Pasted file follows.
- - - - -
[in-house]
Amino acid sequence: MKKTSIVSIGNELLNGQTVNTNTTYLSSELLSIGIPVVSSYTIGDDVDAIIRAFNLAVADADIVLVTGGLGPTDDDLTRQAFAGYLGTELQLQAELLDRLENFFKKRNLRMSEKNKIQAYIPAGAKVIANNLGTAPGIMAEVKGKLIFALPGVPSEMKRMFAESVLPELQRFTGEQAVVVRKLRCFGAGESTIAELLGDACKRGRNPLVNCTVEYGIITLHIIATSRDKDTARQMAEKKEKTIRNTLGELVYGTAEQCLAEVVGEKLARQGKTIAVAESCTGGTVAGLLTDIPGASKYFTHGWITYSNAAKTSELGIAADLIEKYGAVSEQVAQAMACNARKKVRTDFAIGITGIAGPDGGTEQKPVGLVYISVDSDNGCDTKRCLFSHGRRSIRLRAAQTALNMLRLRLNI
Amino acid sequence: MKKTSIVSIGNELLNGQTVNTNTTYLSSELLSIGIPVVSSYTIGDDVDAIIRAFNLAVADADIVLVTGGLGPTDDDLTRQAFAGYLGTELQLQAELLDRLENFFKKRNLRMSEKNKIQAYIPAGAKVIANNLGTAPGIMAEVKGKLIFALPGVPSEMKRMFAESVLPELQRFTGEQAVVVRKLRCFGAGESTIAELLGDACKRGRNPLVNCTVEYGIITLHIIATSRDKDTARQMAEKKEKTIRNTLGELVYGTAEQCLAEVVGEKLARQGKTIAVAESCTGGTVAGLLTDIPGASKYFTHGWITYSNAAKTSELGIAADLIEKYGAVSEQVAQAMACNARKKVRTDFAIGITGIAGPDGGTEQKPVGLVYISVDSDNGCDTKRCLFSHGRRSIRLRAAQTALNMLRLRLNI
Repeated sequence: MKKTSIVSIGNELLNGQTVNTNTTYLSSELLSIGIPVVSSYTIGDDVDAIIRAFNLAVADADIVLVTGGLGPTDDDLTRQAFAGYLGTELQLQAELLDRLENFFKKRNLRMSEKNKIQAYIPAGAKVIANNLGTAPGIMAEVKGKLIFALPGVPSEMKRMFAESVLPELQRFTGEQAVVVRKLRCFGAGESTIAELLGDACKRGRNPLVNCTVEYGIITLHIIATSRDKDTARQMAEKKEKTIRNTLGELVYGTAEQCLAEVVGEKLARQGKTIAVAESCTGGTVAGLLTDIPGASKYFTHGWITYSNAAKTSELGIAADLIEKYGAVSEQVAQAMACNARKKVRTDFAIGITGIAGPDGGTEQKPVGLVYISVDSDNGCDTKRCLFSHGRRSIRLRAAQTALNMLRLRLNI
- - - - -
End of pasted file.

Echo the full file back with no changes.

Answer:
[in-house]
Amino acid sequence: MKKTSIVSIGNELLNGQTVNTNTTYLSSELLSIGIPVVSSYTIGDDVDAIIRAFNLAVADADIVLVTGGLGPTDDDLTRQAFAGYLGTELQLQAELLDRLENFFKKRNLRMSEKNKIQAYIPAGAKVIANNLGTAPGIMAEVKGKLIFALPGVPSEMKRMFAESVLPELQRFTGEQAVVVRKLRCFGAGESTIAELLGDACKRGRNPLVNCTVEYGIITLHIIATSRDKDTARQMAEKKEKTIRNTLGELVYGTAEQCLAEVVGEKLARQGKTIAVAESCTGGTVAGLLTDIPGASKYFTHGWITYSNAAKTSELGIAADLIEKYGAVSEQVAQAMACNARKKVRTDFAIGITGIAGPDGGTEQKPVGLVYISVDSDNGCDTKRCLFSHGRRSIRLRAAQTALNMLRLRLNI
Amino acid sequence: MKKTSIVSIGNELLNGQTVNTNTTYLSSELLSIGIPVVSSYTIGDDVDAIIRAFNLAVADADIVLVTGGLGPTDDDLTRQAFAGYLGTELQLQAELLDRLENFFKKRNLRMSEKNKIQAYIPAGAKVIANNLGTAPGIMAEVKGKLIFALPGVPSEMKRMFAESVLPELQRFTGEQAVVVRKLRCFGAGESTIAELLGDACKRGRNPLVNCTVEYGIITLHIIATSRDKDTARQMAEKKEKTIRNTLGELVYGTAEQCLAEVVGEKLARQGKTIAVAESCTGGTVAGLLTDIPGASKYFTHGWITYSNAAKTSELGIAADLIEKYGAVSEQVAQAMACNARKKVRTDFAIGITGIAGPDGGTEQKPVGLVYISVDSDNGCDTKRCLFSHGRRSIRLRAAQTALNMLRLRLNI
Repeated sequence: MKKTSIVSIGNELLNGQTVNTNTTYLSSELLSIGIPVVSSYTIGDDVDAIIRAFNLAVADADIVLVTGGLGPTDDDLTRQAFAGYLGTELQLQAELLDRLENFFKKRNLRMSEKNKIQAYIPAGAKVIANNLGTAPGIMAEVKGKLIFALPGVPSEMKRMFAESVLPELQRFTGEQAVVVRKLRCFGAGESTIAELLGDACKRGRNPLVNCTVEYGIITLHIIATSRDKDTARQMAEKKEKTIRNTLGELVYGTAEQCLAEVVGEKLARQGKTIAVAESCTGGTVAGLLTDIPGASKYFTHGWITYSNAAKTSELGIAADLIEKYGAVSEQVAQAMACNARKKVRTDFAIGITGIAGPDGGTEQKPVGLVYISVDSDNGCDTKRCLFSHGRRSIRLRAAQTALNMLRLRLNI